Welcome to America Comes Alive!, a site I created to share little-known stories of America’s past. These stories are about Americans—people just like you—who have made a difference and changed the course of history. Look around the site and find what inspires you.


The Inventor of the Three-Light Traffic Signal: Garrett Morgan

Despite the number of traffic lights you have stopped for in the last week, chances are good that you never thought about who invented it. We tend to take for granted these everyday items.

This morning I was preparing for my “transportation” class at UCLA’s Osher Institute when I came upon the fact that Garrett Morgan (1877-1963) was given the first patent on a three-signal traffic light, and he was the son of two former slaves. Wow. Reading about the invention had already sent me looking for more information but the “son of two former slaves” sent me over the top with excitement as a black businessman navigating through the world of business in the early 20th century is a great story.

I’ll give you a peek at some of what I learned. Garrett Morgan was born in Kentucky and went on to a successful career in business. He ran several businesses in Cleveland, Ohio. In 1920 he became a newspaperman, and the Cleveland Call became one of the best-known black papers of its day.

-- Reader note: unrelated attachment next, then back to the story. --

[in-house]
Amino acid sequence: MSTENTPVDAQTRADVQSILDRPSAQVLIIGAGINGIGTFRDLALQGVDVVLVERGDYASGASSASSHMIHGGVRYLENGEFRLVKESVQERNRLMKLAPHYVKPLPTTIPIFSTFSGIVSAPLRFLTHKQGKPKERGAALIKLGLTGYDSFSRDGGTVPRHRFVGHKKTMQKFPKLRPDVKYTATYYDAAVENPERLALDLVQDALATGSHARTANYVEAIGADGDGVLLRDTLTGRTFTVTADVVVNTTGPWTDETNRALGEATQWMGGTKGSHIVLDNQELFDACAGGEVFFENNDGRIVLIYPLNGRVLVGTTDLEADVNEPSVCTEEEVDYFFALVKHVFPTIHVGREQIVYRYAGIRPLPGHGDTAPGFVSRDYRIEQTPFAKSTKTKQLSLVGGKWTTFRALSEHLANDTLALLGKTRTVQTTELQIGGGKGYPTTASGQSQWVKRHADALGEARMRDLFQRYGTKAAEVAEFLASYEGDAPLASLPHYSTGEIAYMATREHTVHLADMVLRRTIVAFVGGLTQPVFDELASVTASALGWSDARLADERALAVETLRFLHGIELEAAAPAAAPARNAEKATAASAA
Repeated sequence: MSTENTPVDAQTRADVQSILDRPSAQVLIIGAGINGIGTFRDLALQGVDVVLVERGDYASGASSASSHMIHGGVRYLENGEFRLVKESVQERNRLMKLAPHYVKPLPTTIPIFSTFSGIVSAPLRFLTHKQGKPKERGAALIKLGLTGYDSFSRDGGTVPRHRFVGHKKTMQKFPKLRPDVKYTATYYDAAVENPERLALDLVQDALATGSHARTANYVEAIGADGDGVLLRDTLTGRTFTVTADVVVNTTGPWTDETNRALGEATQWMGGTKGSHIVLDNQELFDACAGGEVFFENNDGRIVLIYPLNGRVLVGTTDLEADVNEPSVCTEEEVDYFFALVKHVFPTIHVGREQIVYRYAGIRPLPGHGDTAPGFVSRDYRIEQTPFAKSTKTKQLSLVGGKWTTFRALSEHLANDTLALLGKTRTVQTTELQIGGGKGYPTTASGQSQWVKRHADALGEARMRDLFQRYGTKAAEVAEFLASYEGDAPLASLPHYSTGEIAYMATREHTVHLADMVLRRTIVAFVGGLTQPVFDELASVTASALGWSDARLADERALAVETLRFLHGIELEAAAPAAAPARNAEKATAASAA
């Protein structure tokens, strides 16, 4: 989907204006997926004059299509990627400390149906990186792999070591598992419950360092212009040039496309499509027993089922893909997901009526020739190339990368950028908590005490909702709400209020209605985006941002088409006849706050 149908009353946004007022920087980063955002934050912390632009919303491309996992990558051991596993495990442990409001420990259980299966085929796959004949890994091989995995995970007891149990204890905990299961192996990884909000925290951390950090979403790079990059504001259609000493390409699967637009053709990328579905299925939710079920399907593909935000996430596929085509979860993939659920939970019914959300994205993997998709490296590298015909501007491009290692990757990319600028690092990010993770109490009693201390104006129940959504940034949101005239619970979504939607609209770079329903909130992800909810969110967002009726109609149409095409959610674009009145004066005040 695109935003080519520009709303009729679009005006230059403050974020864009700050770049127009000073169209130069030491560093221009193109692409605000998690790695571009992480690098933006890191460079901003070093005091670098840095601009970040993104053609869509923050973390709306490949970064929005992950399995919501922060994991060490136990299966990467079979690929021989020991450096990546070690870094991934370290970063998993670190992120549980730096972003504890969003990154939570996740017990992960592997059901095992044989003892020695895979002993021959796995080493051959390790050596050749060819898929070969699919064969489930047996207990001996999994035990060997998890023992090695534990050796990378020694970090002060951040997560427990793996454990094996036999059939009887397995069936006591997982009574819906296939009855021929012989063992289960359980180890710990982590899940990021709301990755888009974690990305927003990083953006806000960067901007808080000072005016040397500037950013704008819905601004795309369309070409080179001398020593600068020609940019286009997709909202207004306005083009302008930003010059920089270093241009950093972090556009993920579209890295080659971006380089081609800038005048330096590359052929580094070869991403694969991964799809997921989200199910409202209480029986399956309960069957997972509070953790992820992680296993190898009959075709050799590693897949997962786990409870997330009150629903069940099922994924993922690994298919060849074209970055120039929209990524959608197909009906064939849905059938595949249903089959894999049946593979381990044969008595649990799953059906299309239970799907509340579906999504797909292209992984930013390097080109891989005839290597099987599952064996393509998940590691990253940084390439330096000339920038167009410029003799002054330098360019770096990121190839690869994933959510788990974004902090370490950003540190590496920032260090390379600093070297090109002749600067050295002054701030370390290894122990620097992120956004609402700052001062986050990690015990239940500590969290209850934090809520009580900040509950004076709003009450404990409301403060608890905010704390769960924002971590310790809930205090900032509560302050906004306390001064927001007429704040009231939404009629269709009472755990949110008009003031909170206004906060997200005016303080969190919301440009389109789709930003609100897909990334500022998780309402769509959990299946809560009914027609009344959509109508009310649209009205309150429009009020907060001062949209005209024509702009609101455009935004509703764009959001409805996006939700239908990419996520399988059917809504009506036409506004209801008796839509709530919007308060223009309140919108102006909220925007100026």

Car ownership was far from commonplace in the 1920s but Morgan owned a car so he was aware of the safety issues involved in driving. In that day there were few rules of the road, resulting in many accidents. Morgan came up with the concept of a three-way signal: red for stop, green for go, and an all-ways stop to give pedestrians a safe opportunity to cross. Wonderful.

If you’d like to read more stories about early roads and driving, check out “In the Days of Crank and Sputter.”

Morgan also invented several other items, and I’ll write more about him in February when we celebrate Black History Month.

Tomorrow I’ll begin sharing stories of Thanksgiving.



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This Day in History

On May 24, 1883, the Brooklyn Bridge, spanning the East River and connecting Manhattan and Brooklyn, opened after 14 years of construction.  At the time of the opening, it was the longest suspension bridge ever built.

On May 29, 1953, Edmund Hillary of New Zealand and Tenzing Norgay, a Sherpa of Nepal, become the first explorers to reach the summit of Mount Everest in Asia’s Great Himalayas. News of their achievement broke around the world on June 2, the day of Queen Elizabeth II’s coronation. Since that time, numerous expeditions have made the effort; some have been successful but many have failed. Almost 300 people have died attempting the ascent.


"What can one person do?"
Read some of the stories on this site; you'll see that they revolve around single individuals who worked toward change.

"Never doubt that a small group of thoughtful, committed citizens can change the world. Indeed, it is the only thing that ever has." - Margaret Mead

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